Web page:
The game increases strategic play by focusing on skills and encouraging you to proceed cautiously on the battlefield. Skills, such as the ability to paralyze most foes, become the cornerstone of any tactical plan, as you're harshly restricted to bringing only four characters to a battle. Unfortunately you don't get to scout the field ahead of time, so there's no chance for you to adequately prepare by choosing the right lineup, and you can't exchange allies during fights. Instead of splitting large units into segments or traversing the battlefield with lone units to achieve victory, in Covenant of the Plume you need to play more conservatively to keep your small team together and alive. At times it feels like the focus is more on avoiding counterattacks and meeting the sin requirement than on actually winning the battle. This unusual combat focus heightens the learning curve and further extends the battle length, and while it can be aggravating it certainly poses a unique challenge.
While Covenant of the Plume shows plenty of potential, it artificially raises the difficulty level by harshly restricting or punishing you, which cheapens the experience and culminates in grueling fights. Often you're forced to fight back-to-back battles without an opportunity to save your game or stock up on supplies, so you're forced to repeat fights if you should lose a later battle or fail to meet a sin requirement, which is infuriating. A quick-save option is included, but it's not quick at all because it exits you to the title screen every time you use it. The AI, though normally intelligent, frequently throws intended rescue targets into dire situations that often result in their deaths, forcing you to reload by no fault of your own. Status effects seem a little too strong and stick frequently, which may cause you to lose a few battles from underhanded status ailments and poor luck, another needless vexation.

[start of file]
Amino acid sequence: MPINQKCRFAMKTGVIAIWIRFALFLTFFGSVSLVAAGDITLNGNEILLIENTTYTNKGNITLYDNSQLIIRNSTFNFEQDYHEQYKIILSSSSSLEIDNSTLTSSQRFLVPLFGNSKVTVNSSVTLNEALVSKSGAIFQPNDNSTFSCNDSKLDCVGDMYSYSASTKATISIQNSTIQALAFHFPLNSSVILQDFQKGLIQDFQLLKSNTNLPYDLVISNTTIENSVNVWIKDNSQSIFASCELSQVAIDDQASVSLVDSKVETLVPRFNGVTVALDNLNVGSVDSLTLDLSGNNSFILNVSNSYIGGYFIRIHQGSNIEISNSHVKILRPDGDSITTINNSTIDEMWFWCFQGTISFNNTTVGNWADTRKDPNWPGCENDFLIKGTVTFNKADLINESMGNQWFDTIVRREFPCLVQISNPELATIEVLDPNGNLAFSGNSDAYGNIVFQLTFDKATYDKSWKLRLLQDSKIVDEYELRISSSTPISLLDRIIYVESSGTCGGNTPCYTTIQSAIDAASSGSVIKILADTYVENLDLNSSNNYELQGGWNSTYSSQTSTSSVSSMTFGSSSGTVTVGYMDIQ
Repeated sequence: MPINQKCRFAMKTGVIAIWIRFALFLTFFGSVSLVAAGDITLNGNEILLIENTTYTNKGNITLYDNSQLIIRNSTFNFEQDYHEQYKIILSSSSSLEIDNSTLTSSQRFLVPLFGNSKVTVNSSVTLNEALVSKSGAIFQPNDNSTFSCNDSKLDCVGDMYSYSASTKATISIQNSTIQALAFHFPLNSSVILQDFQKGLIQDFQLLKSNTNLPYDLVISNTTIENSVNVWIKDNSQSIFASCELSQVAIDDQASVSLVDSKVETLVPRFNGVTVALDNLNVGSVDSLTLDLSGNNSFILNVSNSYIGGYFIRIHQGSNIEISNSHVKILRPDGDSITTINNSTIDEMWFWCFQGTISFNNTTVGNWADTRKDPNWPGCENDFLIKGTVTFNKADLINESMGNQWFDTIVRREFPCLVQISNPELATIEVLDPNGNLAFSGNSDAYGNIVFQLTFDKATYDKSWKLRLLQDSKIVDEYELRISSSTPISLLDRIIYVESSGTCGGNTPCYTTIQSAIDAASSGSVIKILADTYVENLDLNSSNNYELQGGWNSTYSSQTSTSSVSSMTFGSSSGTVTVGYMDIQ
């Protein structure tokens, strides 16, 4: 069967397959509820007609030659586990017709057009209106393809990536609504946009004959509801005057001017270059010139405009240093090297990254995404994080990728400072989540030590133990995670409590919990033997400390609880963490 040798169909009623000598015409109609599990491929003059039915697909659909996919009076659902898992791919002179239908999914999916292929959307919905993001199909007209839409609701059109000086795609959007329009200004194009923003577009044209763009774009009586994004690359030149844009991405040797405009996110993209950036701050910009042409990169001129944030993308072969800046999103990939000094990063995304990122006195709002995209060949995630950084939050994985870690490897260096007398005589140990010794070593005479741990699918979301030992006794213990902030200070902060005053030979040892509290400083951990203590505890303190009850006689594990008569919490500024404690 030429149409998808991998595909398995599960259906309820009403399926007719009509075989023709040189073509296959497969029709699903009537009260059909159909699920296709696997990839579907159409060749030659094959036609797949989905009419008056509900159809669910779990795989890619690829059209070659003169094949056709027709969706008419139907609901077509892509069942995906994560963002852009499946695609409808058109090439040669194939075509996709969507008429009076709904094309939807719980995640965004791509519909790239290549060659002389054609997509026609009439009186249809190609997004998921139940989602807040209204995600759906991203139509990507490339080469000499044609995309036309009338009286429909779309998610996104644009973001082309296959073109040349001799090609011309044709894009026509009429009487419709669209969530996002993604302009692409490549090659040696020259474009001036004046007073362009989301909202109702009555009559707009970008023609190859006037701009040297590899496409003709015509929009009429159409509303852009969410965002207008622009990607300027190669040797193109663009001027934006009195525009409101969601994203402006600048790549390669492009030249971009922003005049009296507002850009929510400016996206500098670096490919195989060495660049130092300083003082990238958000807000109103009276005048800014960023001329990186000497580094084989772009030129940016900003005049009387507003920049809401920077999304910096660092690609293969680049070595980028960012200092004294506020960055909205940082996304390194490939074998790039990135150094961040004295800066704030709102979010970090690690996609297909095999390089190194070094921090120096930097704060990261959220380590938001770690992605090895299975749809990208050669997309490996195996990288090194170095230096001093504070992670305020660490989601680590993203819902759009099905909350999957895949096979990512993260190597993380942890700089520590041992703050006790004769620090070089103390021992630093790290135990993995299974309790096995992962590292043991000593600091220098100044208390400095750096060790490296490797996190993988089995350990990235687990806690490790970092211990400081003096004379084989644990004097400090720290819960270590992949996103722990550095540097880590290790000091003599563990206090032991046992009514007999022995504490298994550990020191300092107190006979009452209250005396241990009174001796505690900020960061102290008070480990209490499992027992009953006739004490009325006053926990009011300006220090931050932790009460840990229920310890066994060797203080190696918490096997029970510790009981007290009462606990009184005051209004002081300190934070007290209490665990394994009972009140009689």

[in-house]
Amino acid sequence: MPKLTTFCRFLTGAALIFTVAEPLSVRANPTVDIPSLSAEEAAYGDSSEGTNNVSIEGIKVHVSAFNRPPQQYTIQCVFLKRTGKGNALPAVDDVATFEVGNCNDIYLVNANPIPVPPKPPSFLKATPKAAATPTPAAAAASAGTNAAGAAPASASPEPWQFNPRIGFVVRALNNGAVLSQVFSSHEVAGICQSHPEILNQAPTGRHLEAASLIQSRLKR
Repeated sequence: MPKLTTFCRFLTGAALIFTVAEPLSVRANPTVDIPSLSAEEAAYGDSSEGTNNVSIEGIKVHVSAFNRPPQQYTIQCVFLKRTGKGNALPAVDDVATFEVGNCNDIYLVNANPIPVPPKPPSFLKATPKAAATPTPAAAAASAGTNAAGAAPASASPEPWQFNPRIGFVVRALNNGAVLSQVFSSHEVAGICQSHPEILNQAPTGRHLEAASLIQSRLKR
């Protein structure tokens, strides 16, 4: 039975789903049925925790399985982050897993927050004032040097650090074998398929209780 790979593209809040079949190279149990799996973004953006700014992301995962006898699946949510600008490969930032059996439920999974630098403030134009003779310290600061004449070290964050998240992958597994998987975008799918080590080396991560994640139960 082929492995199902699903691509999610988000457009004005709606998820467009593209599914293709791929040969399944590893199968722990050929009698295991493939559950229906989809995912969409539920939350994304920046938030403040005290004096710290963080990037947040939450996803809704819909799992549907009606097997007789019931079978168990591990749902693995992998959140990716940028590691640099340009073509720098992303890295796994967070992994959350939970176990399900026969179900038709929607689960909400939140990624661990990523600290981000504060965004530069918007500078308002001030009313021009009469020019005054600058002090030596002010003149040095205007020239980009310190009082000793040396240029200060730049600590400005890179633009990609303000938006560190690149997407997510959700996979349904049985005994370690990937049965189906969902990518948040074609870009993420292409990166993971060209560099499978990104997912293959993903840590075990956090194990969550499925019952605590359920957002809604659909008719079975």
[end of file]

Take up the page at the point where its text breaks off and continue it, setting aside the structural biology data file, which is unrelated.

The 3D battlefields are nicely detailed, as are the character sprites. Spell and ability effects have plenty of graphical flash, the pinnacle being the exciting soul crush maneuvers. The music is largely reused from the original Valkyrie Profile but feels scaled-down and a little generic. Voices are absent from cutscenes, though that's perhaps no bad thing given the average quality of the characters' battle quips, and some sound effects--like laughter or monster growls--sound cheesy and fake.
The game contains five chapters and is roughly 10 to 15 hours long, which is relatively short for the genre. Losing battles, failing to gain sin, and unlocking a bonus dungeon can all extend the experience considerably, though they test your patience in the process. Valkyrie Profile: Covenant of the Plume should satisfy fans and those looking for a unique strategy RPG, but you're probably better off avoiding its harsh, punishing nature and arduous gameplay.